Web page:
“I’m tired, boss. Tired of bein’ on the road, lonely as a sparrow in the rain. I’m tired of never having me a buddy to be with, to tell me where we’s going to or coming from, or why. Mostly, I’m tired of people being ugly to each other. I’m tired of all the pain I feel and hear in the world every day. There’s too much of it, it’s like pieces of glass in my head, all the time. Can you understand?”
Remember this scene from The Green Mile?
If not let me paint the picture for you. John Coffey (played by Michael Clarke Duncan) is a huge black man sitting on Death Row in the 1930s in a Georgia prison. Most likely John is innocent but that’s not really important here. John has gifts to heal and feel other’s pain. He’s talking to guard Paul Edgecomb (played by Tom Hanks). Paul’s witnessed the miracles John can do and asks him what’s he supposed to say to God once he’s in heaven after he’s thrown the switch and kills one of God’s own miracles. John reply is he’s tired. And so am I.
I’m not tired of being alone. I’m not a “lonely sparrow in the rain.” I’m blessed with friends who are like family and a family that are like friends. But mostly, I’m tired of people being ugly to each other. The ugliness is getting to me. I don’t know if it’s age, greater awareness or the loss of hope that’s got me so tired.
The ugliness seems to be all around us. It’s everywhere. From our politics, to our blatant disregard for the wholesale slaughter of people both here and abroad, to white nationalists running over protesters in the street or the dozens of BBQ Becky’s who harrass people of color for no other reason than being a person of color. I’m tired of all of the ugliness.
Look, I’m not naive or young, I’m a 52 year old man who’s been exposed to the ugliness as any person would but I’ve also been a Military Policeman and a Federal Prison guard. I know how ugly people can be, I’ve seen how ugly people can be. But things seem different today than it did a few years ago. The climate’s changed. And though this article isn’t necessarily about President Trump or politics, things did change when he was elected.
Obama gave many of us hope. The country was filled with optimism. The world was optimistic as well. So much so, they awarded him The Nobel Prize for Peace when the only thing he had done was not be George Bush. Obama didn’t deserve the prize as he waged war directly and via proxies as much as Bush did. But again, not the point. The point is Obama made us feel lighter. Things felt as if maybe just maybe after 300 years of slavery and oppression, black people and minorities were going to realize the promise of America. It felt as if maybe America was going to realize her full potential as the beacon of hope we’ve always said we were. Then things changed.
Trump was elected after announcing that Mexicans were rapists and drug dealers and a wall was needed to keep them all out. Trump has caged Mexican and Central American children. Separated families who fled their countries due to violence. He said Muslims were evil and a travel ban was needed to keep them all out. Trump used all of the racist dog whistles that have been used for a century or more. Most of us heard them. If you’re aware you heard them. White Supremacists certainly heard them.
The Right Wing finally had their man in the White House and no longer afraid of being exposed, they took to the streets. Trump made being a racist “cool again”. Nazis actually marched, proudly on American streets, enticing violence. After a young woman was murdered by one, Trump famously said “But you also had people that were very fine people, on both sides.” He didn’t condemn the racists, in fact despite the fact that in the past three years most extremist caused murders where done by White Extremists, Trump has yet to fully condemn White Nationalism. Additionally, he has said he doesn’t believe White Nationalism is a concern. Of course it’s not a concern, if they’re your key supporters.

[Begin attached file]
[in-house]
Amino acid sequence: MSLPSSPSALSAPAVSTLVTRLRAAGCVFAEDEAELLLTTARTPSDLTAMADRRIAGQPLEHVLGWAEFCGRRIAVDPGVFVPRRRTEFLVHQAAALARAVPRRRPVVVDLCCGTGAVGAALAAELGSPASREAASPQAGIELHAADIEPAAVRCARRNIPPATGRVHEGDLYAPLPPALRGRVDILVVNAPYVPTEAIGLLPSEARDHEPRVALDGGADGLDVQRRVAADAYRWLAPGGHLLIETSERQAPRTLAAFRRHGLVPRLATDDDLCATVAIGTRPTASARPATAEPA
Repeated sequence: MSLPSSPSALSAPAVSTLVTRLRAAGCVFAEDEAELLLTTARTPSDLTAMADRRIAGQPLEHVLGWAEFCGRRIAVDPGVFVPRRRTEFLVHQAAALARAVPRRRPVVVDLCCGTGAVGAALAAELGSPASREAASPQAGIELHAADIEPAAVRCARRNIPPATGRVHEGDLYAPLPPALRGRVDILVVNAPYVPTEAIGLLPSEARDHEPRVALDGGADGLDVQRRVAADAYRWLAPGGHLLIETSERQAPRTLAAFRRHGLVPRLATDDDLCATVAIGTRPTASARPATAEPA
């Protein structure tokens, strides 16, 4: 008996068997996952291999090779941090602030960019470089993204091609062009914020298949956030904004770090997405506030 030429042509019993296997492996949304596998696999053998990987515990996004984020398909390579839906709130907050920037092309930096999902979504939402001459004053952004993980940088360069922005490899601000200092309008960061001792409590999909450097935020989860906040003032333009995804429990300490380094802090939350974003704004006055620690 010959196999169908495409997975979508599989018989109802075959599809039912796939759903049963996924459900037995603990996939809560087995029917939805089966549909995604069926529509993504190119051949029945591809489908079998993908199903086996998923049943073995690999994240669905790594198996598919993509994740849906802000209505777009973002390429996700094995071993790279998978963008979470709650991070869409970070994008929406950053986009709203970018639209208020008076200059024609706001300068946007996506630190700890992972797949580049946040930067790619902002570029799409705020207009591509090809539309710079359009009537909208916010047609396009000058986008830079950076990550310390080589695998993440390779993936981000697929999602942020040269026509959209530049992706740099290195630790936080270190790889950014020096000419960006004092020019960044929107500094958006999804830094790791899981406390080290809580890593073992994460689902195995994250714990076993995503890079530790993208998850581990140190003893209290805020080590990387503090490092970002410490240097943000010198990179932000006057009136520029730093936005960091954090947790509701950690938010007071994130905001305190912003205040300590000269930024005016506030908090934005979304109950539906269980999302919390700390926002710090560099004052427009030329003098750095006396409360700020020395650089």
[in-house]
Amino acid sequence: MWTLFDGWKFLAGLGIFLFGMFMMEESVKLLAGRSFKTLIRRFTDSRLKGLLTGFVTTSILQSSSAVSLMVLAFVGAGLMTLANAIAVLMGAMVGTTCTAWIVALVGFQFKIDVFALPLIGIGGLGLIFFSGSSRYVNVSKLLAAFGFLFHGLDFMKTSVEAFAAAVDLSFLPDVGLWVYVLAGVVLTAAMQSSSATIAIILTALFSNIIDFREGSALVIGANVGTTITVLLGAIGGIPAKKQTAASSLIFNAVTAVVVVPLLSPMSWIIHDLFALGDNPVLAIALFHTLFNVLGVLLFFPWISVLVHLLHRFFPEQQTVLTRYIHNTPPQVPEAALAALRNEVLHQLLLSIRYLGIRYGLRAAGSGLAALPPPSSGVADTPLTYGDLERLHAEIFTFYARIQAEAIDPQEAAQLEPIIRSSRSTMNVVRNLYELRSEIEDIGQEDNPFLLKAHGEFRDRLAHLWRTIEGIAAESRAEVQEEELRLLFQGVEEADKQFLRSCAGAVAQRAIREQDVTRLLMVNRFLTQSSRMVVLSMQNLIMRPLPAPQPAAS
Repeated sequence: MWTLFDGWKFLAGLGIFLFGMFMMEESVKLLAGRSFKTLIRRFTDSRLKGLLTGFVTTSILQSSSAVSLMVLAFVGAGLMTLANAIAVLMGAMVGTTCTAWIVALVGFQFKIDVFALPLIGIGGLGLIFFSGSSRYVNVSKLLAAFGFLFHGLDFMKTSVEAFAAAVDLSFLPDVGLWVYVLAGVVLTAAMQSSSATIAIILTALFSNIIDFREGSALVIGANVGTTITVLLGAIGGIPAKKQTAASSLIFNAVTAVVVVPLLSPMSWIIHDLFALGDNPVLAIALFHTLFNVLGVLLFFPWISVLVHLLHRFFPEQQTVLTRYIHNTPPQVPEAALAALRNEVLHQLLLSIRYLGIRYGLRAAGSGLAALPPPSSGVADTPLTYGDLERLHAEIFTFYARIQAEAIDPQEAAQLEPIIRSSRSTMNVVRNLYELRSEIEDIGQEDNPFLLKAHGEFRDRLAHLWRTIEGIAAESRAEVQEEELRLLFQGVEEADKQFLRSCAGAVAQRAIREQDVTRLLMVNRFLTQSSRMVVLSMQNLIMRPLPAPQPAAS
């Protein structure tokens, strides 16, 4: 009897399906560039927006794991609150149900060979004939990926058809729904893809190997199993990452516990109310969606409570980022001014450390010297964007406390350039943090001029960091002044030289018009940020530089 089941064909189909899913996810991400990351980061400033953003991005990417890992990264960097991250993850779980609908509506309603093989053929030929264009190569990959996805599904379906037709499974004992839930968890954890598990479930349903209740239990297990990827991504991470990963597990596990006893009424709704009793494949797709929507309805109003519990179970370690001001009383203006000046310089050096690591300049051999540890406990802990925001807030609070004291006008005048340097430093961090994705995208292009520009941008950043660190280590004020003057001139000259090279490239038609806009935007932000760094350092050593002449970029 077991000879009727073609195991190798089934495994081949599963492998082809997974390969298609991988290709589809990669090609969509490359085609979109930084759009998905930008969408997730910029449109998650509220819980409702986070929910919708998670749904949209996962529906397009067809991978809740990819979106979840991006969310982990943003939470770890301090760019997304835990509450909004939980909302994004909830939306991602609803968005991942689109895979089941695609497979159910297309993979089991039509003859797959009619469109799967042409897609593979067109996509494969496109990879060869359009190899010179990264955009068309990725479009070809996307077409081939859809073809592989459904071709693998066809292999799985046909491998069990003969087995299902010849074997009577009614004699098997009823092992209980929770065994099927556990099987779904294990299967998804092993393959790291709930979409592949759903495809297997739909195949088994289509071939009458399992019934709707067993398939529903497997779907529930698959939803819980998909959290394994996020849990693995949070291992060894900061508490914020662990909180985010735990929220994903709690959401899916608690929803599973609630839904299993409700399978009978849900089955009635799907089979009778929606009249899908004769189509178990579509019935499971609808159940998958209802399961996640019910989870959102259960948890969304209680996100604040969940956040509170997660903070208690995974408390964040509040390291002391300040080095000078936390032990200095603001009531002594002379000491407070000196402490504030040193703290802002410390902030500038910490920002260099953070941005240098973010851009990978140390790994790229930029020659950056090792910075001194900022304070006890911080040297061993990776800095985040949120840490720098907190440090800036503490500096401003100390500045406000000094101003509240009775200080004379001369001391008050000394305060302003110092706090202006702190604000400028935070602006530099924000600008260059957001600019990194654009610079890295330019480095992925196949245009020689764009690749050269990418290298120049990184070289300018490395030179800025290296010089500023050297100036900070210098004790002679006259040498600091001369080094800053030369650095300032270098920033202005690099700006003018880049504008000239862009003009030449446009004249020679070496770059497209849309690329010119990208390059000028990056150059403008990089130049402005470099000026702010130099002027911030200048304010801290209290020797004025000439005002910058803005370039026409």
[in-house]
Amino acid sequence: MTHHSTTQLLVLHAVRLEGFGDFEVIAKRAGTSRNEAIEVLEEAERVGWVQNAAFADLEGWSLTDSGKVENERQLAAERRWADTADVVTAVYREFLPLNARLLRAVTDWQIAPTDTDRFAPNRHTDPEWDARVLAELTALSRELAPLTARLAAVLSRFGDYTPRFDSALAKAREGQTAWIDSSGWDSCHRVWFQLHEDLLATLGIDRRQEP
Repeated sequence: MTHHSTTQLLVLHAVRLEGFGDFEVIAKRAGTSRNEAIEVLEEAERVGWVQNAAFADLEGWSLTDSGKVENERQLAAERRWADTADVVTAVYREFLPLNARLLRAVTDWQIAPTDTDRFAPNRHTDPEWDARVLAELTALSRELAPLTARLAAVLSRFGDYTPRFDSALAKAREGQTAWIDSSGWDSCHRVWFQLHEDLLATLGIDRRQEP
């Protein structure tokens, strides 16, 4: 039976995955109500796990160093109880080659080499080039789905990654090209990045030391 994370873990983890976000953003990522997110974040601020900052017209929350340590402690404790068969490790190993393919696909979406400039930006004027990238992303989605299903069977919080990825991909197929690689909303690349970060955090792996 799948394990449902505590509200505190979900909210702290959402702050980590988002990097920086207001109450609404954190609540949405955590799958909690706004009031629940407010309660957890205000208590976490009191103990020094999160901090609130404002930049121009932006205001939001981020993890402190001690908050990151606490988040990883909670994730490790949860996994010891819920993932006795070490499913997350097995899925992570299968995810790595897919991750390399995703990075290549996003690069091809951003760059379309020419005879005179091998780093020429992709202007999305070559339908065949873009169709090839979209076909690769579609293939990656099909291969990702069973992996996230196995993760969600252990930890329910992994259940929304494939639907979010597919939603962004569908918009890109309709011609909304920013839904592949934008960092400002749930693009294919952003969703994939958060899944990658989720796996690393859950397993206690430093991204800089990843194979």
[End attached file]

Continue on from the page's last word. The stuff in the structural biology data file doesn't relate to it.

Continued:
But it’s not just Trump directly, ugliness has permeated our culture. Our political discourse is filled with anger. Politicians snarl at each other. Social Media is a battleground, not of ideas but of venomous discourse.
We slaughter each other daily and have for decades. It’s been 20 years since two teenagers killed 13 fellow teenagers at Columbine High School. It’s been seven years since a young loner killed 26 children and adults at Sandy Hook Elementary. It’s been 1.5 years since a man killed 59 and injured 422 at a concert in Las Vegas. There’s been literally hundreds of mass shootings in the US since Columbine and virtually nothing has been done to prevent them. It’s been one month since an Australian white supremacist killed 50 people in New Zealand . It took New Zealand one month to ban the types of weapons used in that slaughter. One month. We seem to have resigned ourselves to ugliness.
I’m tired of the ugliness. I want leaders who are kind and compassionate. I want policies that create better humans. I want more laughter and less derision. I want Americans to care about one another again.
I often have a combative and aggressive style of debate. I confront people with the ugliness they support. But am I being effective being this way? I doubt it. I’m tired of the ugliness and if I can’t change the world I’m in, I can change me. I can change the way I interact with the world. I’m going to try to be softer, kinder. Listen more and fight back less. Over the past few years I’ve learned there is no reaching some people. Some people are lost to their own beliefs. Being ugly to them won’t change their minds.
I’m tired of the ugliness.
We all have a choice.
Shayne Daley is an ex military MP, who has read too much Hemmingway, and is a proud supporter of the Democratic Party. He eats, drinks, writes, and likes to go fishing.